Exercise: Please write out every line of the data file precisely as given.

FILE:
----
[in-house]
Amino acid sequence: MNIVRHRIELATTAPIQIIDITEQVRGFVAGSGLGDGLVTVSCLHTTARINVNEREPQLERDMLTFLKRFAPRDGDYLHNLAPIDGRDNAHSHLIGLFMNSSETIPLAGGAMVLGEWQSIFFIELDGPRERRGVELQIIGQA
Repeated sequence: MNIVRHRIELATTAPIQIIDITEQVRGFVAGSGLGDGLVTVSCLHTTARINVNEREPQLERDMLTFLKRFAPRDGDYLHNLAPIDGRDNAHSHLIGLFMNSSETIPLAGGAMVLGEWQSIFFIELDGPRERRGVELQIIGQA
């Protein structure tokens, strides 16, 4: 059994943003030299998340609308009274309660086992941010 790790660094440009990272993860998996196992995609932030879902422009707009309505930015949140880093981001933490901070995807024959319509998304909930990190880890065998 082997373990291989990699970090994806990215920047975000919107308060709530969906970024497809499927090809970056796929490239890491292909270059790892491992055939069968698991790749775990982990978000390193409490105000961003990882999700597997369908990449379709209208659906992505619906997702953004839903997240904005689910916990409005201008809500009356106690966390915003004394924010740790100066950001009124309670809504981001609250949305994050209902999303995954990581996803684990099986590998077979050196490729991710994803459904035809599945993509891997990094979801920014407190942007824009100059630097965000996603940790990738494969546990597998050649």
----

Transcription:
[in-house]
Amino acid sequence: MNIVRHRIELATTAPIQIIDITEQVRGFVAGSGLGDGLVTVSCLHTTARINVNEREPQLERDMLTFLKRFAPRDGDYLHNLAPIDGRDNAHSHLIGLFMNSSETIPLAGGAMVLGEWQSIFFIELDGPRERRGVELQIIGQA
Repeated sequence: MNIVRHRIELATTAPIQIIDITEQVRGFVAGSGLGDGLVTVSCLHTTARINVNEREPQLERDMLTFLKRFAPRDGDYLHNLAPIDGRDNAHSHLIGLFMNSSETIPLAGGAMVLGEWQSIFFIELDGPRERRGVELQIIGQA
């Protein structure tokens, strides 16, 4: 059994943003030299998340609308009274309660086992941010 790790660094440009990272993860998996196992995609932030879902422009707009309505930015949140880093981001933490901070995807024959319509998304909930990190880890065998 082997373990291989990699970090994806990215920047975000919107308060709530969906970024497809499927090809970056796929490239890491292909270059790892491992055939069968698991790749775990982990978000390193409490105000961003990882999700597997369908990449379709209208659906992505619906997702953004839903997240904005689910916990409005201008809500009356106690966390915003004394924010740790100066950001009124309670809504981001609250949305994050209902999303995954990581996803684990099986590998077979050196490729991710994803459904035809599945993509891997990094979801920014407190942007824009100059630097965000996603940790990738494969546990597998050649």